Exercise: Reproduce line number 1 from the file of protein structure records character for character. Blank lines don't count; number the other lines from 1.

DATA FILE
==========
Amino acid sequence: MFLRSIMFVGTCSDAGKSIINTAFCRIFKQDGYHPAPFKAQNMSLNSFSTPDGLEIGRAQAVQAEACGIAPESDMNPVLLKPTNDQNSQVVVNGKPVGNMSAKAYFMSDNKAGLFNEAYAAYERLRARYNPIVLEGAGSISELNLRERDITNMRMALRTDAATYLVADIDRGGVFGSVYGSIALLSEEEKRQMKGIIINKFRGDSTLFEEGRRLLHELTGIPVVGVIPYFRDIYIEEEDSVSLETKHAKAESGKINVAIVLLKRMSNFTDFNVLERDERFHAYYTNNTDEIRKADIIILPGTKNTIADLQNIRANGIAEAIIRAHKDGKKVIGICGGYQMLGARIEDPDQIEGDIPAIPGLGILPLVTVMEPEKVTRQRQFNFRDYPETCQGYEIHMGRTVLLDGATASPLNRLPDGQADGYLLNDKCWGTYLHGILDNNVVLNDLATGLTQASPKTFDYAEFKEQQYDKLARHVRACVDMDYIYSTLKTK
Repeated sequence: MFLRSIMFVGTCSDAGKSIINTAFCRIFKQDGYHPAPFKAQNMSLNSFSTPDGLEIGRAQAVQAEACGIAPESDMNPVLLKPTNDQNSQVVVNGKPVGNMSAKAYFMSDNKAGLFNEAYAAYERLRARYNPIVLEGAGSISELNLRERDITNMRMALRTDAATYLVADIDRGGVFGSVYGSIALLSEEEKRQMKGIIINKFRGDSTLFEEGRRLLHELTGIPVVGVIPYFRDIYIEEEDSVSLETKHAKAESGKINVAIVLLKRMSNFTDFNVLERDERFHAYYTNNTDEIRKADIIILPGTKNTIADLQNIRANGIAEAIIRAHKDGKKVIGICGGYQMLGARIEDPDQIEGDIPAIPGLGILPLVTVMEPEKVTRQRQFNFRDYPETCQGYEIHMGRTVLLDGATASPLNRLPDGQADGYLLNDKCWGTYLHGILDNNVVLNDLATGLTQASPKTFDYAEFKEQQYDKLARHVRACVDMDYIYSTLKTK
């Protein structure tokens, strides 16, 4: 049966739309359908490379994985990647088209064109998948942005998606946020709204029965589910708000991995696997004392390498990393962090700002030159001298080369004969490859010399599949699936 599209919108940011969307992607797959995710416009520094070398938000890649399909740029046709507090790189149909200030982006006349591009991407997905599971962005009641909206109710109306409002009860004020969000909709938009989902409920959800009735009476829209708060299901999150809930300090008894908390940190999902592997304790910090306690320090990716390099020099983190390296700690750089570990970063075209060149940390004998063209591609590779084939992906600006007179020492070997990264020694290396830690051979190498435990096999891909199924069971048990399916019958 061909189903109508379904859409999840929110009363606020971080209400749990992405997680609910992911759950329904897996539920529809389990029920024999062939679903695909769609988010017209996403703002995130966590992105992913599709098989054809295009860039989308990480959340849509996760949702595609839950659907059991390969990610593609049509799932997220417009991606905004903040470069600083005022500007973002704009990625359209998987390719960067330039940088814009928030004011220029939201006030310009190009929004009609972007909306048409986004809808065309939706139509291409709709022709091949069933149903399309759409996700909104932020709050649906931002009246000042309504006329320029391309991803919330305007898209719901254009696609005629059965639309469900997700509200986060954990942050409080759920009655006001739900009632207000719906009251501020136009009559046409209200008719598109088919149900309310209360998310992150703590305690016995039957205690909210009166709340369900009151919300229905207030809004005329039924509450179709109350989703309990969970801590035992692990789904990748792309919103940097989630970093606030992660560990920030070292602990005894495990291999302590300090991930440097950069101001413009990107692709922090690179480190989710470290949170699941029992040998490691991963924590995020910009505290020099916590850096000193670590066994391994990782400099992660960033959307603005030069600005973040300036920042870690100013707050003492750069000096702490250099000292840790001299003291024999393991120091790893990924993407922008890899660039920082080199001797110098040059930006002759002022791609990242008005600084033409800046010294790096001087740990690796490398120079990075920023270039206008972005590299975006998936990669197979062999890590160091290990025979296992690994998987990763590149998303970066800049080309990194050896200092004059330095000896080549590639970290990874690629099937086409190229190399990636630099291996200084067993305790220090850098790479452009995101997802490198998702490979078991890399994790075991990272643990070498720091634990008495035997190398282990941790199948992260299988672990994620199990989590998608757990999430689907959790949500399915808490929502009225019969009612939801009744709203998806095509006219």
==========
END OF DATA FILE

Amino acid sequence: MFLRSIMFVGTCSDAGKSIINTAFCRIFKQDGYHPAPFKAQNMSLNSFSTPDGLEIGRAQAVQAEACGIAPESDMNPVLLKPTNDQNSQVVVNGKPVGNMSAKAYFMSDNKAGLFNEAYAAYERLRARYNPIVLEGAGSISELNLRERDITNMRMALRTDAATYLVADIDRGGVFGSVYGSIALLSEEEKRQMKGIIINKFRGDSTLFEEGRRLLHELTGIPVVGVIPYFRDIYIEEEDSVSLETKHAKAESGKINVAIVLLKRMSNFTDFNVLERDERFHAYYTNNTDEIRKADIIILPGTKNTIADLQNIRANGIAEAIIRAHKDGKKVIGICGGYQMLGARIEDPDQIEGDIPAIPGLGILPLVTVMEPEKVTRQRQFNFRDYPETCQGYEIHMGRTVLLDGATASPLNRLPDGQADGYLLNDKCWGTYLHGILDNNVVLNDLATGLTQASPKTFDYAEFKEQQYDKLARHVRACVDMDYIYSTLKTK